Some of the earliest writings that survived into modern times were from about the 4th century BCE, but historians believe the events referred to much earlier ages. The writings speak of Aryan influence from the north, and for the first time—the mention of caste, which was an import and not something that evolved in southern societies.

There appeared four broad southern classifications: arasar (Kshatriyan); antanar (Brahmin); vanikar (merchant); and velaalar (agriculturalist). Over the centuries, several sub-divisions evolved.

Arasar is another name for a king, who belonged to the Kshatriyan class. His two original duties were to protect his people and dispense justice. During the formative ages of kingship, a king’s primary responsibilities expanded to include three more:

  • He also taught his people. Imagine a chieftain telling stories and transferring lessons and the clan’s values around an evening fire over roasted meat. Firesides evolved into community halls. And subsequently, the royal audience hall. When he was busy, others—teachers—took over. The oracle came into being.
  • The king performed prayers and sacrifices on behalf of his clan. At one time this involved offering rice and slaughtered sheep. (Yes, I know. Even in ancient India, the sheep got it.)
  • He donated to the poor among his people.

Over time, his duties continued to grow.

As the velaalars were the original chieftains of the south, they intermarried with the emerging southern kshatriyan classes which traced their roots to agriculturalists and pastoralists.

There is evidence that the early kings abdicated their thrones when they reached the evening of their lives. In pre-Aryan days, it is unclear whether kingship was hereditary or elective. But with Aryan influence, hereditary succession became the norm.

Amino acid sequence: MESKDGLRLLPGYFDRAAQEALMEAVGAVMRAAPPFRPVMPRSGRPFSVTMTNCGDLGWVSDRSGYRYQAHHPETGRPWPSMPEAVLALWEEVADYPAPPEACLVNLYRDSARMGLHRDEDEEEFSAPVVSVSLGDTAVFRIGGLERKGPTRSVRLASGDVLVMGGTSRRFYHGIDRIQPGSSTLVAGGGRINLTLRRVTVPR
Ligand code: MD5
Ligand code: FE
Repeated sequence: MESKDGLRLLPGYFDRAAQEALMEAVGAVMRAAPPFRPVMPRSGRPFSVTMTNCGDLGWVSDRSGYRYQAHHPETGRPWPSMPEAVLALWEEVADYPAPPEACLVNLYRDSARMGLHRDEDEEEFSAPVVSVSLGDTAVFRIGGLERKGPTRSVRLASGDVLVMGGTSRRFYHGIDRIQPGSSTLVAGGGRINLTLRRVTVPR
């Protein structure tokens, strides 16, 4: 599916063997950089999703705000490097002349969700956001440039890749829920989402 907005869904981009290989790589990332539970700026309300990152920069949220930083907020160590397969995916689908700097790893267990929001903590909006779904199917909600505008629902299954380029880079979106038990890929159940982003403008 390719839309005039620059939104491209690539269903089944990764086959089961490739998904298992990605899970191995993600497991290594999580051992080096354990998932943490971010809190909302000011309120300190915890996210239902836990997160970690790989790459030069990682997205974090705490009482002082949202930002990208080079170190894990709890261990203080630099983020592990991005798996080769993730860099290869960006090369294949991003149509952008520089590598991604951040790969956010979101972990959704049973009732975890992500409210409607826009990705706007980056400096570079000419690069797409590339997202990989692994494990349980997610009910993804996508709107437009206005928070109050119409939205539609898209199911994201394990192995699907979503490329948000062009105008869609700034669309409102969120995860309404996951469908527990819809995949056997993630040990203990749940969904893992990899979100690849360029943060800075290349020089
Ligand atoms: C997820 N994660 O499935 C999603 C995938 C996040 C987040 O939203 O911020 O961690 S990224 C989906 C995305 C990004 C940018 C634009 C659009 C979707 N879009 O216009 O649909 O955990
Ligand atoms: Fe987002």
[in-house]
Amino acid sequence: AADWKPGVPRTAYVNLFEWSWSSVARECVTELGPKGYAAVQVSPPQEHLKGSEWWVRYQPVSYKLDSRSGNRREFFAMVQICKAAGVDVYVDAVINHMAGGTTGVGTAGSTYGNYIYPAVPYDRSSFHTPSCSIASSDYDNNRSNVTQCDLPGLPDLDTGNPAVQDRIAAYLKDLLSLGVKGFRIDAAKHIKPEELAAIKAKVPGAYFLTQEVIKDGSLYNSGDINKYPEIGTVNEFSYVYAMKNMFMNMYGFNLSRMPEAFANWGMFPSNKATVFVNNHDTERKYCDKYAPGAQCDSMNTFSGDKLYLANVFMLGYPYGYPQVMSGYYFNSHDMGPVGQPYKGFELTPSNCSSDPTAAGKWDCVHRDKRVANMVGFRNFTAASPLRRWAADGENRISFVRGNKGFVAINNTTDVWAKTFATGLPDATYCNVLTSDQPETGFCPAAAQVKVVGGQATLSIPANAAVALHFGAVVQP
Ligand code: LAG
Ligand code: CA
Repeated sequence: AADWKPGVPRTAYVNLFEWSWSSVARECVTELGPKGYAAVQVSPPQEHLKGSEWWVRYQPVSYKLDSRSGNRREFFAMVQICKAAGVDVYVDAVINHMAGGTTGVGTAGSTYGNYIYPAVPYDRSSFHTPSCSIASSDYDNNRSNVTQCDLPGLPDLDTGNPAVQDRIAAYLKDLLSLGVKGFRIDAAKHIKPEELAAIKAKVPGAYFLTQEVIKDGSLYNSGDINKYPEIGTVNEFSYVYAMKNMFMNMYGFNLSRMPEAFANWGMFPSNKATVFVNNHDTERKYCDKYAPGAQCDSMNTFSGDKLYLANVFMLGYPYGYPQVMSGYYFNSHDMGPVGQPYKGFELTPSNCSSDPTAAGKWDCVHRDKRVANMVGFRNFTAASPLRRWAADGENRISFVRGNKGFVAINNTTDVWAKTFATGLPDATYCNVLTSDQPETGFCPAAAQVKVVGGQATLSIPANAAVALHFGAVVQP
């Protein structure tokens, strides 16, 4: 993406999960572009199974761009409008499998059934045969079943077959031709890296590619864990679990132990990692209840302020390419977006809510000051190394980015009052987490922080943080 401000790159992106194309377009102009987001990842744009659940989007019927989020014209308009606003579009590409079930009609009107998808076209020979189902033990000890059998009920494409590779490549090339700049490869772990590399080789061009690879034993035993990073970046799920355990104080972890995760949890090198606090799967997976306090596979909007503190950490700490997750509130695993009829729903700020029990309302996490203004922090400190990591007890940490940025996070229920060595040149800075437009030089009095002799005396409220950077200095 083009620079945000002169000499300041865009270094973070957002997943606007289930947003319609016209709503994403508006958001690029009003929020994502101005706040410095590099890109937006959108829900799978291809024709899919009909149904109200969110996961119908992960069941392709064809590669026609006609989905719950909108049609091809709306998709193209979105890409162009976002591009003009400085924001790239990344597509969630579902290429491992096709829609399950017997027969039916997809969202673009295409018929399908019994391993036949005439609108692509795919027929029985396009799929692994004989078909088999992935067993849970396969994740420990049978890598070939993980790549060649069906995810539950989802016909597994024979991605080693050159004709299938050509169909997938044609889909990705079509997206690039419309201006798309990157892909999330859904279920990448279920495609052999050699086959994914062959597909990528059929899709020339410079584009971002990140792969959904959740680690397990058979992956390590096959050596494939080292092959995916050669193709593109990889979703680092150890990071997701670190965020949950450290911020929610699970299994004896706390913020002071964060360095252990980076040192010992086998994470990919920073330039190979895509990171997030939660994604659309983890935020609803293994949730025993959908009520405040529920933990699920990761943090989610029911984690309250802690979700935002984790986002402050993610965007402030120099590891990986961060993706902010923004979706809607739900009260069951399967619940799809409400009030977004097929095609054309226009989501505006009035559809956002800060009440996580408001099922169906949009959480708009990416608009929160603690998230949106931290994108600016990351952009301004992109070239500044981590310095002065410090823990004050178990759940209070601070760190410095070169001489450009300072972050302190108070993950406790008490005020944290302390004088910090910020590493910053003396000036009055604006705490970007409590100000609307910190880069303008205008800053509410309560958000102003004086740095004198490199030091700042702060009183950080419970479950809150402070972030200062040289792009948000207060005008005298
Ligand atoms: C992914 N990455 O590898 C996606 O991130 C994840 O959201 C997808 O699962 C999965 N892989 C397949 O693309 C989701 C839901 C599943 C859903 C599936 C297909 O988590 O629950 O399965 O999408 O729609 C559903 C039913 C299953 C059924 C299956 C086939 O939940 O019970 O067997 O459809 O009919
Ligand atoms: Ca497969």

After ruling the kingdom according to established tradition and custom, the king retired and led a life of prayer and penance.

As the clan expanded and governance became unwieldy, the king established several institutions. This was the start of devolving the king’s power but also of strengthening the institution of kingship.

Next week: The State

Copyright @ Eric Alagan, 2019

9 comments

  1. Another interesting post about a part of the world I love. I read an article on the internet some time ago written by a Tamil. He was proposing that the Dravidian languages are related to proto-Celtic. That was a bit of a stretch for me to believe. In your research have you come across that theory Eric?

    1. Hello Ian,

      Thank you for your question regarding Dravidian languages (in essence Tamil) and proto-Celtic. There are all sorts of claims floating around; probably driven by a desire to trump up interest and awe in one’s heritage.

      With economic wealth comes a rediscovery and eagerness to rewrite one’s history, I suppose. But I’ve not come across anything that would stand the scrutiny to upgrade opinions to historical fact.

      There are some who believe that Tamil (not Sanskrit) is the oldest living language in India. No consensus on that.

      But with history one never knows. With every passing year history is rewritten. After all, we all grew up convinced that Columbus discovered America 🙂

      Cheers!
      Eric

  2. I’ve been watching some Indian movies lately on Netflix (they make some very good movies, and some very bad ones) 😉 and have noticed this theme of the distinction between north and south which I wasn’t aware of. Also your comment above about Singapore rings true. I lived there ’72 to ’74 and experienced as an outsider Lee Kuan Yew’s (or Ikan Yu as my Eurasian girlfriend called him) guided democracy. I remember a prominent political opponent getting out of jail after having served his time and then being “guided” back in after saying some things that he shouldn’t have.